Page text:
For serious singers, this is thrilling. Roy’s education and experience are steeped in vocal and choral music and it is a joy to work with a director whose specialty is the human voice. Of course, knowing the instrument and how to create sound is just the beginning – “making music” involves telling a story, drama, pulling at the heartstrings, surprise, intrigue, suspense, the human experience. Drawing that from a musician is what makes an Artistic Director, whether of a Symphony Orchestra or a Chorus, inspire performers and bring audiences to their feet.
After spending time with the singers and Roy, if I had to choose a word to capture the group mentality, I would say “passion”. “I’m here because I want to make beautiful music”. I heard this expressed again and again from the group members. It is this passion for the music. There is no other reason to be here.
Jean Finks, Board Member and Alto, shared with me, “There is something magical when you are part of an ensemble and it approaches an ideal sound. It happens so rarely…sometimes you are part of a group led by somebody charismatic.” She told me she has been singing for a long, long time (pretty much all her life). She admires Roy’s capable direction, and hopes Bion will provide her the opportunity to work on the complex literature she longs for. “I was intrigued by the audition requirements”! The standards do suggest a commitment to taking on some challenges!
Ray Byron, the group’s Treasurer and a Baritone is a man of very few spoken words. As I talked with several others about their own experience and what brought them to Bion Cantorum, he stood on the side line, shaking his head that he had nothing to say. Then, as we were finishing, he came over to me and showed me a quote he likes to think about: “improve your self-esteem with your voice and bring out the emotions of the recipients”. The he added his own personal philosophy, “You know, I don’t always like the music in an upcoming program, but I remind myself that someone in the audience may love it, so I give it my best and hope it will make someone happy. That makes me happy”.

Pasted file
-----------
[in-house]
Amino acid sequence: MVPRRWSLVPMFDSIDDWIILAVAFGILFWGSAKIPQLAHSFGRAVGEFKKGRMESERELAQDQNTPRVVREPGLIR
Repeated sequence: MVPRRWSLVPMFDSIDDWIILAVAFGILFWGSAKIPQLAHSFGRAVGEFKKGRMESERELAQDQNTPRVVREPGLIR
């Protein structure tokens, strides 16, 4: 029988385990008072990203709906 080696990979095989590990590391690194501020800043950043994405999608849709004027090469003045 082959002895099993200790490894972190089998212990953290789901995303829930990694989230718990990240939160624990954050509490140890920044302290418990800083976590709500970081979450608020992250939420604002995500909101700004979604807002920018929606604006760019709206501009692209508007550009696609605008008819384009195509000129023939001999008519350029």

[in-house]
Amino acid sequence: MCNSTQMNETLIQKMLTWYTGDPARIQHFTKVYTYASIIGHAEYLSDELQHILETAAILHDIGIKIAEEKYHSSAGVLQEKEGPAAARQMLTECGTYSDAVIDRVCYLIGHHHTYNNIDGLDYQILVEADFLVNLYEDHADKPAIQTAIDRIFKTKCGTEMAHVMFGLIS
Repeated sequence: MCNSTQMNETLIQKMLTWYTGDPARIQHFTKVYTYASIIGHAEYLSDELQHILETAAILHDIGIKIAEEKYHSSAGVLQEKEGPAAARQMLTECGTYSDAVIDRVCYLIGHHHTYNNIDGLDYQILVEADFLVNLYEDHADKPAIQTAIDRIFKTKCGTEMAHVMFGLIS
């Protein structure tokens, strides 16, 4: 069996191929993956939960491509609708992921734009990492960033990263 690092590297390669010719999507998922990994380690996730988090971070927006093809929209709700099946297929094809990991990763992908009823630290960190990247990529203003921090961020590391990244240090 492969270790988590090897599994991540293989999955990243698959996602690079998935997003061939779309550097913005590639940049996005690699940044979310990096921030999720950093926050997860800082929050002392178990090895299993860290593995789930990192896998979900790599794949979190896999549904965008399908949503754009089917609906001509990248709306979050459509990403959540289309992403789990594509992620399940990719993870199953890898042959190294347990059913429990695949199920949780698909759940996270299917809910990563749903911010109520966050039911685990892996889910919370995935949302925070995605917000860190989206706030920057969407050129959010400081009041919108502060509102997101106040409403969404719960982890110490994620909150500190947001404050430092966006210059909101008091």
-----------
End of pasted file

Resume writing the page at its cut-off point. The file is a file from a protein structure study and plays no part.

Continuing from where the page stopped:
Regina Buckley, who is Executive Director of The Charlotte Symphony and a Soprano told me, “I joined primarily because Roy Engler was going to direct.” Regina is a classically trained singer and, like many others, is partial to directors who have a depth of understanding of vocal production and literature. Regina had sung with Roy in Wada’s final concert when the Symphony performed Beethoven’s 9th. “I was impressed with his style.”
So am I. Roy’s ‘style’ is inspirational. His technical knowledge of vocal production is impressive, but it is his ability to convey the spirit of the music – the text, the harmonic construction, the mood, the composer’s intention – that makes me sit up and take notice. This is more than something one learns in conservatory, this is the gift that builds a loyal group who are there for the same reason he is – to “work on good music and sing it well”.
If rehearsals are an indication, the debut concert should be very exciting. Another gem in Charlotte County’s portfolio of artistic offerings!